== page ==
The difference in solar radiant energy entering the hotel room with and without a sunshade (balcony glass door facing the East Sea). The proper calculation for the shading effect of the balcony will greatly reduce the investment cost of the central air conditioning system.


The difference of energy entering the room during the months when the air conditioner is on is up to 45% with and without the influence of the balcony shading taken into account. Identifying thermal and energy fluctuations accurately will help optimize exactly how the hotel and chiller rooms run.

Taking use of natural lighting

Taking use of natural light helps minimize artificial ones and reduce power costs for the lighting system.

The building takes advantage of natural light to reduce the use of electric lights

Designs that take advantage of natural light must be considered at an early stage of the building design process. The most important decision is determining the orientation of the building and how the glazing is installed in line with the sun path. Next is the roof and façade design, the selection of glazing and daylight control systems such as blinds and glass doors.

Generally, the higher the VLT (light penetration coefficient of glass), the more light can be taken in, but be mindful of glare to eliminate discomfort. Therefore, don’t overuse natural light, but use it with glass elements to achieve the highest level of lighting comfort while still conserving energy.

Calculating brightness and predicting luminance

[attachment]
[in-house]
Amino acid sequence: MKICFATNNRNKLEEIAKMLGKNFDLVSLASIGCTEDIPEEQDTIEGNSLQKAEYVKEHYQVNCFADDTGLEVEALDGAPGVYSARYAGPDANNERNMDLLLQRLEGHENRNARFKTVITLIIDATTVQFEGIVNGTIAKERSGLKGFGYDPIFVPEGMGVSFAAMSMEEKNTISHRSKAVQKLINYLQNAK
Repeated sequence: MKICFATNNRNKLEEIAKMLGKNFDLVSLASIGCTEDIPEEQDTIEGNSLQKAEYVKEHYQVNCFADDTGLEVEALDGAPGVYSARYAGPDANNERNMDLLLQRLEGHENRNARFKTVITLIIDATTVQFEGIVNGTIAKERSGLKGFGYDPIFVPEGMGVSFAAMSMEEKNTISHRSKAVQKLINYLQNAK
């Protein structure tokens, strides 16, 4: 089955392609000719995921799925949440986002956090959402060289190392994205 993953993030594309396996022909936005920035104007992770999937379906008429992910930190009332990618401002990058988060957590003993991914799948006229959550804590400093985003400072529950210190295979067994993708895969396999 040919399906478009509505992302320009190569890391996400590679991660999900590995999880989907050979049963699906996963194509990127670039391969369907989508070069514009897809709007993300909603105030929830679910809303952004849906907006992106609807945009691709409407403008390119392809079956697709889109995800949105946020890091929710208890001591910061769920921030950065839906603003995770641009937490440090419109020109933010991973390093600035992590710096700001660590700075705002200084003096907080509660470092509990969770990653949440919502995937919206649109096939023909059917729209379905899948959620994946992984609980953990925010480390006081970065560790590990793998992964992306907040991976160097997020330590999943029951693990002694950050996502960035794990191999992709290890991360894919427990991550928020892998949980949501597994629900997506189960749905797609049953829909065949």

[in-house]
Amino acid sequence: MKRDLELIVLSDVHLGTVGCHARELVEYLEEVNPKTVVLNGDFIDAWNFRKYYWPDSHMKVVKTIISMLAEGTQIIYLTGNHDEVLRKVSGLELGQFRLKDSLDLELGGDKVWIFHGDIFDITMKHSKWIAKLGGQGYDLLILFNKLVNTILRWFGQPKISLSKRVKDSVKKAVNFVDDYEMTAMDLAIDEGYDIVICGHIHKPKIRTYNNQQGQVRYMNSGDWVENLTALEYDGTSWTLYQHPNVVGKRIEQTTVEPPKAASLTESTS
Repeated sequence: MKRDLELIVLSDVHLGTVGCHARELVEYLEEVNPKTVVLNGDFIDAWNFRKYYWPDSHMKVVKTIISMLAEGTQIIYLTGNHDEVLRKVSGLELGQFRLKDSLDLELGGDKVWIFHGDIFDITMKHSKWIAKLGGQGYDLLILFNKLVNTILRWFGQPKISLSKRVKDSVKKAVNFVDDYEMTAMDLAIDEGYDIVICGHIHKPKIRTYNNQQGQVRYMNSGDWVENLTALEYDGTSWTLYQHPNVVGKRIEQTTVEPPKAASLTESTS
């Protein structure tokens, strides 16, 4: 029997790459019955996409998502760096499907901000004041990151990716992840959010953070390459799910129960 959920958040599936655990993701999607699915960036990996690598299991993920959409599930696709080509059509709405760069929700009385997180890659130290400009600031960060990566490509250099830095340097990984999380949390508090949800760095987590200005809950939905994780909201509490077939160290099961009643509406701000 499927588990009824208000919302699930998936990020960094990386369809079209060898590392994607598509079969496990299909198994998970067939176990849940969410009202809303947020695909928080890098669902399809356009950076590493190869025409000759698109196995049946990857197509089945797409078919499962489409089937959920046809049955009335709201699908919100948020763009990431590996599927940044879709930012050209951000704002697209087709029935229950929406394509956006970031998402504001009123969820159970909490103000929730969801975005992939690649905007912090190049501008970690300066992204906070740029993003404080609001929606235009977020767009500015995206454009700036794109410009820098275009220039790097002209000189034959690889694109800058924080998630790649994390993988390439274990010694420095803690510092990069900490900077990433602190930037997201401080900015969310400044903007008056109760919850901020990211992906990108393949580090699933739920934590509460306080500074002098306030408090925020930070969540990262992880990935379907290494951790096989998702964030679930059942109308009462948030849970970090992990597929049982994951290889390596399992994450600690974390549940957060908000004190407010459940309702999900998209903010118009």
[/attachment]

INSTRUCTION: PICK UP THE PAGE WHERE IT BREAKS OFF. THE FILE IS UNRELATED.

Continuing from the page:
Therefore, natural lighting should not be abused but should be used in combination with glass elements and sunshades to ensure the best illumination while still saving energy because it reduces the number of lights that need to be lit. . This also needs detailed calculations to forecast the possibilities that may happen in reality.

Photo simulation of a building’s natural lighting – Image provided by Edeec

Taking advantage of natural ventilation

The indoor climate is very important to human health. Natural ventilation, much like daylight during the day, helps occupants stay comfortable, healthy, and improves their work and study productivity.

The main purpose of natural ventilation is to take advantage of wind flows from low humidity, moderate temperature outside weather as an alternative source of cooling for the building, and circulate air throughout. Using this approach, the owner can save on energy costs by shutting down the HVAC system when the temperature is right.

Simulation image of natural ventilation for the building (Image provided by Edeec)

The design that makes use the most of natural ventilation can replace all or part of the mechanical system – reducing the investment cost of the HVAC system, and reducing energy costs – the most expensive part of the operation for the owner investors and project operating units.

For example, The Villa Hoi An project makes the most of natural ventilation from the winding corridor design to create ventilation for the surrounding area behind, the rooms are designed with 2 windows in each room. On two different sides, there are outside-temperature sensor lights in the room so guests know when they can open the windows. These design ideas help significantly save energy for the project and save cost for the investor by about 45% (The project was consulted by Edeec with HQE green certificate – France).

The Villa Hoi An Projetct


The above is “Top Methods of Building The Most Efficient Energy Saving Buildings Without Increasing Investment Costs” (Part 1), synthesized based on more than 10 years of experience in consulting Energy-saving Building Design of EDEEC.

Optimizing energy details to optimize costs for the Owner. Optimizing energy details to optimize costs for the Owner.

Please read the next part here! [Part 2] [Part 3]